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  1. Last week
  2. Seems like even in 1964 Pepsi could come up with a bit more innovative lighting than those Circline fluorescent kitchen lights...
  3. As the fair is much busier after noon the queues for even Korea and the sphere are quite short early on For us just 10 mins for both Korea and for the sphere
  4. I needed 2 passport books for my stamps .. 1 was not enough ... They were selling them for 2200 KZT (325 KZT approx 1 USD) at the souvenir shop just near the main entrance.
  5. I have been to 5 BIE Expos so far. 

  6. Guys, don't miss it .. it was worth the trip ...
  7. Turns out there were 2 nice hotels just on the outer edge of the Expo site. I think one was a Hilton.
  8. Lines are not going to be an issue for the most part, other than a very few exceptions. The solar ride on the 6th floor of the sphere is about a 30 minute wait. The Korean pavilion had a wait too .. maybe around that amount of time. Other than that most places you are able to just walk in, or within 5 to 10 minutes tops. Security lines at the entrance of the expo are quick too .. over in a few minutes. The lines are not insane like at the Shanghai Expo (where some people had to wait 4 hours to get in the China pavilion, that is if you are lucky enough to get a ticket for it first thing in the morning .. compare that with only 5 minutes to get in the KZ pavilion at the Expo; or the 9 hour line for the Saudi Arabia pavilion at the Shanghai Expo; or the 8 hour aquarium line at the Yeosu Expo). way of the future: I would increase the number of days from 3 to 4, rather than downgrade it from 3 to 2. Keep it at 3 .. don't lower it, otherwise you will miss out on some good stuff.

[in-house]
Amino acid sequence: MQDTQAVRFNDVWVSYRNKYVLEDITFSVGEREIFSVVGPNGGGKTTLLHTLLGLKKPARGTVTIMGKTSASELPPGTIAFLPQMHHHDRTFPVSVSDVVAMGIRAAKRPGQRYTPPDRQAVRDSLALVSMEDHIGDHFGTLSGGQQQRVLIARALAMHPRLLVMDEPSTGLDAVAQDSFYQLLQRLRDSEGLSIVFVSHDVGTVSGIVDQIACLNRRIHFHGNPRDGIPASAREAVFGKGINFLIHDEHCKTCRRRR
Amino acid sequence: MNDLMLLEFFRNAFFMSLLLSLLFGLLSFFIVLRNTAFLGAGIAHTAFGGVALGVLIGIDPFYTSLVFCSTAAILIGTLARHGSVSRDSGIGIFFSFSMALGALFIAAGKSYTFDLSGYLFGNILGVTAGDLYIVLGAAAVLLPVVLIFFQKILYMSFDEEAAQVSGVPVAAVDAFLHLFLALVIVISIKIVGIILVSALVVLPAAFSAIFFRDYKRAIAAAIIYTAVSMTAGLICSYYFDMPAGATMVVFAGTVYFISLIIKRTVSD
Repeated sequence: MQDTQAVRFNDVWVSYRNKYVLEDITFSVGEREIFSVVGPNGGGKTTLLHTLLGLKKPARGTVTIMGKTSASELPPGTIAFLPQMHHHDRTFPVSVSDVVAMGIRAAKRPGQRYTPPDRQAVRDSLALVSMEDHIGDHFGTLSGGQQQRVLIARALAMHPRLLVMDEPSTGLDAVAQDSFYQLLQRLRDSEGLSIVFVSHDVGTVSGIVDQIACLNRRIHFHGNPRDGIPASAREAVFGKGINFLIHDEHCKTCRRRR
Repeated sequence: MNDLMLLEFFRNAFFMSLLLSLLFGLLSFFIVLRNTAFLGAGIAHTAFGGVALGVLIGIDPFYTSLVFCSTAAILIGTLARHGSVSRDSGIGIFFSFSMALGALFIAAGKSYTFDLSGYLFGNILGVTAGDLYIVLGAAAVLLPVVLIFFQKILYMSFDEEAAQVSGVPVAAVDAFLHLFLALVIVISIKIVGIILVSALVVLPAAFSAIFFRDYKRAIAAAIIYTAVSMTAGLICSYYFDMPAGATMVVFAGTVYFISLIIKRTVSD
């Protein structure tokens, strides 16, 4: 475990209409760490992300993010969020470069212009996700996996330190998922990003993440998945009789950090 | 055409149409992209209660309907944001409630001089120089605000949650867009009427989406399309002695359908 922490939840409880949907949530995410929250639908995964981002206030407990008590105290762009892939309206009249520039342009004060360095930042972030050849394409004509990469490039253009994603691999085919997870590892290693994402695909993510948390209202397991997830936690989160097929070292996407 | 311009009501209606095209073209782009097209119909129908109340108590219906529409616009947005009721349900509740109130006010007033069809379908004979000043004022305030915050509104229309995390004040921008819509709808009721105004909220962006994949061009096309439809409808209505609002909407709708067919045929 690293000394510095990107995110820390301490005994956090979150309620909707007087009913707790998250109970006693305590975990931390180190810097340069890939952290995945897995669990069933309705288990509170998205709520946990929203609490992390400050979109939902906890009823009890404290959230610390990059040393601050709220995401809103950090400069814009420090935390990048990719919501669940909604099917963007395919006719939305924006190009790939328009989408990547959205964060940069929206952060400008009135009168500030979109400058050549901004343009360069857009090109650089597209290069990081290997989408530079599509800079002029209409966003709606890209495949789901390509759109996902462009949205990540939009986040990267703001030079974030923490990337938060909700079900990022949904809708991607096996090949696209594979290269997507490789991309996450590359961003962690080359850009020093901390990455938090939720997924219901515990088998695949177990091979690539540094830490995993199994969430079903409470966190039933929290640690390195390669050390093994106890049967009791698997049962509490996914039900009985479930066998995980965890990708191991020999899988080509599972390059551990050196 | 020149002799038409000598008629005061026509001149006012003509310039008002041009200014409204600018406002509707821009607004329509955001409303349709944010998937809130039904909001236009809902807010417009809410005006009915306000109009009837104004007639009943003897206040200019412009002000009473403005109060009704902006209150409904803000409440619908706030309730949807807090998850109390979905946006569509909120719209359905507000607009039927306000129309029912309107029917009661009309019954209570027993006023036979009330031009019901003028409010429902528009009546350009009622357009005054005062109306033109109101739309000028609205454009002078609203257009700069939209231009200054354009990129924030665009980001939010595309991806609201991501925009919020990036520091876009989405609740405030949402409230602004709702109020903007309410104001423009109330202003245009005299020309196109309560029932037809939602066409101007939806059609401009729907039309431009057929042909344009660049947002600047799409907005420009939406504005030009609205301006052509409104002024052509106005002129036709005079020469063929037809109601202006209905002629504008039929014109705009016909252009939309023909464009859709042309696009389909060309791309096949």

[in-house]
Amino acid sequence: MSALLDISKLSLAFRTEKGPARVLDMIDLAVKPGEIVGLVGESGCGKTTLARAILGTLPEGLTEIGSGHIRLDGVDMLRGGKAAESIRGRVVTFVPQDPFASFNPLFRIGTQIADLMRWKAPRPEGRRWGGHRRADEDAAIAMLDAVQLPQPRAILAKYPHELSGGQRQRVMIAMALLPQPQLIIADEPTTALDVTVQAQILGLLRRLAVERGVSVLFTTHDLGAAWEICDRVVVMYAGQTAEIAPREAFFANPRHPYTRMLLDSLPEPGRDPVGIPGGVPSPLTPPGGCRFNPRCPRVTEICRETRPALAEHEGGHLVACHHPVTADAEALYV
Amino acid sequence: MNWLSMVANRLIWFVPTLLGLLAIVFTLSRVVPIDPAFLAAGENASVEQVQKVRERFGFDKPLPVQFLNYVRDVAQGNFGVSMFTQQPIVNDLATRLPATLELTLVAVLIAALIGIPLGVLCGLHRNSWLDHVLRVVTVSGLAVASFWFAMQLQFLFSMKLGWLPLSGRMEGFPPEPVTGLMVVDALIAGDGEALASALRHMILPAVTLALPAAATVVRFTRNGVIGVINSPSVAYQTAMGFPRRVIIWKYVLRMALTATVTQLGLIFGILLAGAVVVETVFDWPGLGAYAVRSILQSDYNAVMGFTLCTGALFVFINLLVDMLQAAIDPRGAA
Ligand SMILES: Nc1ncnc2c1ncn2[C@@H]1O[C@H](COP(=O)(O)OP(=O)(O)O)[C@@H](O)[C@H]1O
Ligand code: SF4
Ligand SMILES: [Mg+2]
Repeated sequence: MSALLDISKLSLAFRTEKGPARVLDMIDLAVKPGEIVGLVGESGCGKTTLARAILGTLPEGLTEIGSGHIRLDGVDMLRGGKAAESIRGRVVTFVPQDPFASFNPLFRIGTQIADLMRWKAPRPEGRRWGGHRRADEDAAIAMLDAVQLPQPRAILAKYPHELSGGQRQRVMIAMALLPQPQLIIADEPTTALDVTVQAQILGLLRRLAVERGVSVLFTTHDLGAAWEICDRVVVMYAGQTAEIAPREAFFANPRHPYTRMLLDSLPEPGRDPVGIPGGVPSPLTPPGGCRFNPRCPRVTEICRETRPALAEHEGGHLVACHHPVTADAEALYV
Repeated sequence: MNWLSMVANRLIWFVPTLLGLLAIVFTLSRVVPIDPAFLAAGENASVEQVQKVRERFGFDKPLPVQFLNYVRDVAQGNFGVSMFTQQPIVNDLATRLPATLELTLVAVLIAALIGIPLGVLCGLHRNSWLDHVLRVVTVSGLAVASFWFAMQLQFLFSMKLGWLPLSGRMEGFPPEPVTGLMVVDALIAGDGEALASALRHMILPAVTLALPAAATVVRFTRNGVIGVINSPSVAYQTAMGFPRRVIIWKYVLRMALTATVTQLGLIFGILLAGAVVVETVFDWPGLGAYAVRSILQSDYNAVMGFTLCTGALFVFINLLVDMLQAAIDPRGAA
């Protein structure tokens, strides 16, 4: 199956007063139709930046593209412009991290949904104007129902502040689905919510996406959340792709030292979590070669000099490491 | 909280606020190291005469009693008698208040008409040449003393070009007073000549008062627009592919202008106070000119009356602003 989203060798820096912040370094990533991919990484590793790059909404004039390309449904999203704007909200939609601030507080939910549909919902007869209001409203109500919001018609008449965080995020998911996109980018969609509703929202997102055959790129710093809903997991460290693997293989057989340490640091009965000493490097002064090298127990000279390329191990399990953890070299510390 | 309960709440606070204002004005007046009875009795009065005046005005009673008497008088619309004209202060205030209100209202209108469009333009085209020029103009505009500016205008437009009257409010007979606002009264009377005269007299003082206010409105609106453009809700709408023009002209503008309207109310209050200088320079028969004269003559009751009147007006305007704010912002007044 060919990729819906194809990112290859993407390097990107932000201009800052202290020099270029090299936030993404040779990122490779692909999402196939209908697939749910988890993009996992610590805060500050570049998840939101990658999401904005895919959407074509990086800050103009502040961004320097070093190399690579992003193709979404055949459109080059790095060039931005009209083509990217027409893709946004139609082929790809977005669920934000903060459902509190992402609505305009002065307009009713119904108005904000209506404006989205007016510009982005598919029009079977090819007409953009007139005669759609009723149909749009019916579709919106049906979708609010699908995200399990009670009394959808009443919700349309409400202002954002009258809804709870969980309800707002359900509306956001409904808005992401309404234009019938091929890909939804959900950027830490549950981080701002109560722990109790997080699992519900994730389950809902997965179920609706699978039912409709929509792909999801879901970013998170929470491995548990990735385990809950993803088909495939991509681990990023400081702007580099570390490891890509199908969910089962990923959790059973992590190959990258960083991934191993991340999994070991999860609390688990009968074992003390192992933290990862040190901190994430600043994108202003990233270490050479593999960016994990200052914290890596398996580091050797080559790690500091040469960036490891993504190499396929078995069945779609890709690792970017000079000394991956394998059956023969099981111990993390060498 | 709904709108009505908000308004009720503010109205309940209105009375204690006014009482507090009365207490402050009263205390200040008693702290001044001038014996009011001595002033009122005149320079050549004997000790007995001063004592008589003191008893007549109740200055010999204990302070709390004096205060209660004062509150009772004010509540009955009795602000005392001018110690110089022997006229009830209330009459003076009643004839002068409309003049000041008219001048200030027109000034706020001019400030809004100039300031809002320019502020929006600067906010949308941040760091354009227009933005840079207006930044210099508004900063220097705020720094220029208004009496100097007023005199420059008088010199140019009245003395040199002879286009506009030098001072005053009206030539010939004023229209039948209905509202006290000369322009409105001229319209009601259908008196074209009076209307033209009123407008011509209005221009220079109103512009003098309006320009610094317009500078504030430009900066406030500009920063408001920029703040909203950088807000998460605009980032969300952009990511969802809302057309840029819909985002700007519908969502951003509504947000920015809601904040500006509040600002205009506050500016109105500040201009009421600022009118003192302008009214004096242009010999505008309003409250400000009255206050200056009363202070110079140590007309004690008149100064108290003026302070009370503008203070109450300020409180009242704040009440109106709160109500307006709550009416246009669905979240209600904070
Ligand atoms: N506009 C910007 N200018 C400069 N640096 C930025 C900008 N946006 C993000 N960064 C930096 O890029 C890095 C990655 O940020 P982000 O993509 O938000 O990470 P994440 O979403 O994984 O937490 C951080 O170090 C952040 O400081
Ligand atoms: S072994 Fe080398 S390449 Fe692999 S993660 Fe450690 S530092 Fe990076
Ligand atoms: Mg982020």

9. I will answer my one question now that I have been to Astana. I did not see even one dog, stray or leashed while I was in Astana during that entire week. I saw one stray cat under a bridge. The only time I saw a dog was the K9 units the military police had on a leash at the Expo grounds. The streets are safe. This ain't no Thailand or Taiwan.
  10. I appreciate the response wf256. Although, the available options weren't anything to write home about, it wasn't all that bad. They had caprese sandwiches with pesto sauce, cheese mushroom fries, an Afghan restaurant with rice and vegan kabobs. If you include the Mega Silkway mall in front of the Expo as part of the Expo, then you had vegetarian pizza, egg-less noodles, and a Korea House which had a vegetarian set. Not at the Expo site, but in the city of Astana, there is a pure vegetarian restaurant called 108m2 .. I tried their Russian borscht and Kazakh manti .. 2 dishes I would not have had a chance to otherwise.